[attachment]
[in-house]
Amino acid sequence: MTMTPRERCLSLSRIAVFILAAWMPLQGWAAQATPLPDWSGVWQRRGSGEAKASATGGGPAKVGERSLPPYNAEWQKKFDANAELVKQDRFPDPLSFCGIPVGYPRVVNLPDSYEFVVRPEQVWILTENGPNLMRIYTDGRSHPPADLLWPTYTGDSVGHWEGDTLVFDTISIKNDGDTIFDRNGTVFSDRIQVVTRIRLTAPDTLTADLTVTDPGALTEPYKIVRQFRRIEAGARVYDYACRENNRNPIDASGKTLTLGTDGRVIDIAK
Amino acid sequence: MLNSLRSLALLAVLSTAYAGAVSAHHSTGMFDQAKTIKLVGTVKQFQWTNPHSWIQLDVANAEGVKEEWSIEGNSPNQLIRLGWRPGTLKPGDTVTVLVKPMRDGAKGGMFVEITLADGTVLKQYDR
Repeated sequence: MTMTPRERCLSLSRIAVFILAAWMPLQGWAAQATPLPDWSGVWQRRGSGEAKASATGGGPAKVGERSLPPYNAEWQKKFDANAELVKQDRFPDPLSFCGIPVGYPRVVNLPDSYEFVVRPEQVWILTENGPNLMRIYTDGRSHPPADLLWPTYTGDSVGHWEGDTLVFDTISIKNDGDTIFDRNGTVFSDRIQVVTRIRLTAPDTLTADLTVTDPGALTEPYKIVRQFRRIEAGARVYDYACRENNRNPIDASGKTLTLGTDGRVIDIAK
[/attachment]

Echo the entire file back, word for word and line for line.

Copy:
[in-house]
Amino acid sequence: MTMTPRERCLSLSRIAVFILAAWMPLQGWAAQATPLPDWSGVWQRRGSGEAKASATGGGPAKVGERSLPPYNAEWQKKFDANAELVKQDRFPDPLSFCGIPVGYPRVVNLPDSYEFVVRPEQVWILTENGPNLMRIYTDGRSHPPADLLWPTYTGDSVGHWEGDTLVFDTISIKNDGDTIFDRNGTVFSDRIQVVTRIRLTAPDTLTADLTVTDPGALTEPYKIVRQFRRIEAGARVYDYACRENNRNPIDASGKTLTLGTDGRVIDIAK
Amino acid sequence: MLNSLRSLALLAVLSTAYAGAVSAHHSTGMFDQAKTIKLVGTVKQFQWTNPHSWIQLDVANAEGVKEEWSIEGNSPNQLIRLGWRPGTLKPGDTVTVLVKPMRDGAKGGMFVEITLADGTVLKQYDR
Repeated sequence: MTMTPRERCLSLSRIAVFILAAWMPLQGWAAQATPLPDWSGVWQRRGSGEAKASATGGGPAKVGERSLPPYNAEWQKKFDANAELVKQDRFPDPLSFCGIPVGYPRVVNLPDSYEFVVRPEQVWILTENGPNLMRIYTDGRSHPPADLLWPTYTGDSVGHWEGDTLVFDTISIKNDGDTIFDRNGTVFSDRIQVVTRIRLTAPDTLTADLTVTDPGALTEPYKIVRQFRRIEAGARVYDYACRENNRNPIDASGKTLTLGTDGRVIDIAK